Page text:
Book Review: The Windup Girl by Paolo Bacigalupi
In this steampunk vision of a possible dystopian future, carbon usage and genetic engineering caused the world to nearly collapse. Whole nations have been lost to starvation due to exorbitant prices charged by the genetic engineering calorie companies and also due to the rising seas from global warming caused by carbon usage. Domestic cats have been wiped out by cheshires–genetically engineered cats that can appear and disappear, just like the cat in Alice in Wonderland. Thailand, through strict military enforcement of calorie and carbon consumption, has managed to hold back both the sea with a sea wall and starvation. The Thai work diligently to rid their nation of windups–genetically engineered living creatures. As Buddhists, they believe these windups have no souls. Within this world we see glimpses of five very different lives. There’s Anderson, a foreigner from Detroit who claims to be running a factory but is actually a calorie company spy. His manager, Hock Seng, is a survivor of the Malaysian civil war where Muslim fundamentalists attempted to kill all the Chinese immigrants. Jaidee and Kanya work for the Environment Ministry, also known as white shirts. They are the military enforcers of all the environmental laws, but they are struggling against the Trade Ministry that wants to open their borders back up to foreign trade. Finally, there’s Emiko. She is a Japanese windup girl. The Japanese created windups due to a severe lack of young people to care for the old. She came over both as a secretary and lover of her owner who had to do business in Thailand, but he then decided it would be cheaper to leave her behind than to take her on the return trip. She now is a spectacle in sex shows in the ghetto of Krung Thep. These lives slowly intertwine, and through them, Bacigalupi shows how easily civil war can erupt.
I fully admit that this book was out of my comfort zone. I don’t normally read books on political intrigue and intertwining lives. I tend to stick to ones that talk about one individual person, and that’s what I was expecting from a book called The Windup Girl. That’s why I took the time to write a detailed summary, so you all would have a clearer picture of what this book is about than I did. This is another one of those books that I almost gave up on early in. Bacigalupi doesn’t take the time to truly set up the world. Things have names and are briefly or not at all described, so you have to fill in the gaps yourself. I think if I hadn’t read steampunk before, I would have been at a loss. For instance, he never explains exactly what a dirigible is, although we know they are sky ships. It is not until the end of the book when one gets blown up and a character refers to it as a creature that it becomes apparent that they are living creatures used as sky ships. This is just one example of many ways in which the world building is sloppy. It takes until solidly halfway through the book for a clear picture of Krung Thep to emerge. Additionally, this is one of those books that tosses around non-English words where English ones would entirely suffice. For example, all of the foreigners are called farang, not foreigners. It makes sense to use a Thai word where there is no English equivalent, but it’s just superfluous to toss them around when there is one. Technically these characters are supposedly speaking entirely in Thai. We know that. Bacigalupi doesn’t need to throw Thai words in periodically just to remind us. Still, though, I kept reading beyond the first couple of chapters, mainly because I bought the book on my Kindle app, and I don’t tend to waste money. In the end, I’m glad I kept reading.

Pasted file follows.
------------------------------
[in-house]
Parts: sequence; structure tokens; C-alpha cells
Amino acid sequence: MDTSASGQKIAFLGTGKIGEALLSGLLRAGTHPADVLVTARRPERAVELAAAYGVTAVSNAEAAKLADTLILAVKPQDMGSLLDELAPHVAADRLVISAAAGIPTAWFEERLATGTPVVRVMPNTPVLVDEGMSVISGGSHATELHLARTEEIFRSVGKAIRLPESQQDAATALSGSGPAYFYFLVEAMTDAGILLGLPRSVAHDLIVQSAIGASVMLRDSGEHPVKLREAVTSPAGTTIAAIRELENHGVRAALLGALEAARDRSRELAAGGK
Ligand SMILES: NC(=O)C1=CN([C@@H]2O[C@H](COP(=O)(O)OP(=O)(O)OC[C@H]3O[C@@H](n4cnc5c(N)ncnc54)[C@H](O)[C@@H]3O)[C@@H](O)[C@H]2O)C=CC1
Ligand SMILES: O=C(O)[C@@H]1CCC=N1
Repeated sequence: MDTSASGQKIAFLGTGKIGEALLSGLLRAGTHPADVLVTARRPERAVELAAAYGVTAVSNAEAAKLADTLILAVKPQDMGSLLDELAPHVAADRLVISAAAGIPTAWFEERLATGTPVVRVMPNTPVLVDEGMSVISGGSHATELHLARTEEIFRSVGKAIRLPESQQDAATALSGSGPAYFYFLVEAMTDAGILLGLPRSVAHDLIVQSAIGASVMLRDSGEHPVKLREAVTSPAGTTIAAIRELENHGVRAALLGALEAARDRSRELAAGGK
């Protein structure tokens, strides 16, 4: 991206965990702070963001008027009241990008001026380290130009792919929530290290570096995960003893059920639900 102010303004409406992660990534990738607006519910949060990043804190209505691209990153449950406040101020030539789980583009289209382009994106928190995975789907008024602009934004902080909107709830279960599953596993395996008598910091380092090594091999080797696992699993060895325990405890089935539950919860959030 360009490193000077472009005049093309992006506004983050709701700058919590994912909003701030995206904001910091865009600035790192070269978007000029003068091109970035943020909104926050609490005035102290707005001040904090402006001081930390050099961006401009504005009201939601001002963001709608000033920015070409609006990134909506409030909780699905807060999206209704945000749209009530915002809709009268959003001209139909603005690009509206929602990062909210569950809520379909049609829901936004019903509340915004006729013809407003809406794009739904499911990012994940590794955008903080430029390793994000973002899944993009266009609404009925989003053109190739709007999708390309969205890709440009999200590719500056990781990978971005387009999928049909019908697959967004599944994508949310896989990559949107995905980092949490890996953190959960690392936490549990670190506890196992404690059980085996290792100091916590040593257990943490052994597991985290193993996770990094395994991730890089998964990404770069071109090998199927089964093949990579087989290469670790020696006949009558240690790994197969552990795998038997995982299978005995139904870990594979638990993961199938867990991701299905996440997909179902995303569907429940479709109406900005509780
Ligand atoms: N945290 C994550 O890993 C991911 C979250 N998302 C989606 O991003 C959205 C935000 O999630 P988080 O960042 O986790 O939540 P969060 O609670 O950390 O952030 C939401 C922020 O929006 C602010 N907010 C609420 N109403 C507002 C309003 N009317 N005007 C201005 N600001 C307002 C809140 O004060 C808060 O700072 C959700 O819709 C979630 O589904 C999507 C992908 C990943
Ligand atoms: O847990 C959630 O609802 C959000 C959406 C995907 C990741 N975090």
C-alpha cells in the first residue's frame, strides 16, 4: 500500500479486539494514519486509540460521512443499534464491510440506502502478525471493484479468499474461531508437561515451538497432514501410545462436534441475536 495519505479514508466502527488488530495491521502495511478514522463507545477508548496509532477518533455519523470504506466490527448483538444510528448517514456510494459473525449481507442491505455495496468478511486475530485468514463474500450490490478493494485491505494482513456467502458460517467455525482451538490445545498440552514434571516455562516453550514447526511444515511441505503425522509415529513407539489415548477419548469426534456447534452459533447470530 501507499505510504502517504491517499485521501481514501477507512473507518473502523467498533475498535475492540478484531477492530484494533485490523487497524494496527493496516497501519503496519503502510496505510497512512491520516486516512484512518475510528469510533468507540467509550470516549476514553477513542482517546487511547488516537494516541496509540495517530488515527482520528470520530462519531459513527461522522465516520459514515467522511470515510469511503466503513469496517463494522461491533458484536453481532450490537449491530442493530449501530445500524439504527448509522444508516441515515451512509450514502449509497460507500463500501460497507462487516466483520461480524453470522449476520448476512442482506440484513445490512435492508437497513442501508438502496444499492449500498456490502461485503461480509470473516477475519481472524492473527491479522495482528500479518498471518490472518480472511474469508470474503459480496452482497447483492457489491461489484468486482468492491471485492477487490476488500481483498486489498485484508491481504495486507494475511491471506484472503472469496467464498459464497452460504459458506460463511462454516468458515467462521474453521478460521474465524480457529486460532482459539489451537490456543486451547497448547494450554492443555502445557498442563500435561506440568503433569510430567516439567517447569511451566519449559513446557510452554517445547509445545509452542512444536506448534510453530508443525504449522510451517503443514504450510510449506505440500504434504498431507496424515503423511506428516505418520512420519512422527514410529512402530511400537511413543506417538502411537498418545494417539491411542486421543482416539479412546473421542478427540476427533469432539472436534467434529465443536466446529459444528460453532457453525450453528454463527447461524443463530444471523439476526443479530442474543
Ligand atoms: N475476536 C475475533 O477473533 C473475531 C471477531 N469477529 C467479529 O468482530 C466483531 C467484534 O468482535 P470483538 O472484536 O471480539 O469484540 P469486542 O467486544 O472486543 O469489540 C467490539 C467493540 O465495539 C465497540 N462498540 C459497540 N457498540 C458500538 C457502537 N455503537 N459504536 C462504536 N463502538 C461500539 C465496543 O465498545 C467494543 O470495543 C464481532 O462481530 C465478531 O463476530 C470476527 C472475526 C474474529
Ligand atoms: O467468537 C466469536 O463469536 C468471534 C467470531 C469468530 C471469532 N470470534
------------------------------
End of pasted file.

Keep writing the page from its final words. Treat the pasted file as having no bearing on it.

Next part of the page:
Although the setting and world building is rough, the story itself is quite interesting. Many perspectives are offered on these issues that potentially could become issues in real life. What are the rights and roles of genetically engineered living beings? Is nature the way it’s always been better or genetic engineering the next step in evolution? One of the pro-genetic engineering characters states:
We are nature. Our every tinkering is nature, our every biological striving. We are what we are, and the world is ours. We are its gods. Your only difficulty is your unwillingness to unleash your potential fully upon it. (Location 6347-6350)
It is an interesting question. Will our next phase of evolution happen in the traditional manner, or is the next phase actually us using our brains to improve?
The Buddhist concepts sprinkled throughout the text are also quite enjoyable. The characters struggle to maintain their belief in karma and reincarnation in spite of the issues of windups. It clearly depicts how religion must struggle to adapt to change. Additionally, the concepts of fate and karma and how much one can actually do to improve one’s lot in life are explored in an excellent manner through multiple characters. It reminded me a lot of how the Dark Tower series explores the similar idea of ka (fate). One sentence that really struck me on this theme was:
He wonders if his karma is so broken that he cannot every truly hope to succeed. (Location 8388-8393)
I was just discussing a similar concept with a friend the other day, so it really struck me to see it in print.
Additionally, the ending truly surprised me, even though it’s evident throughout most of the book that a civil war is coming. I always enjoy it when a book manages to surprise me, and this one definitely did.
Overall, although Bacigalupi struggles with world building, his intertwined characters and themes are thought-provoking to read. I’m glad I went out of my comfort zone to read this book, and I would recommend it to anyone who enjoys the themes of fate, evolution, nature, karma, or political intrigue.
3.5 out of 5 stars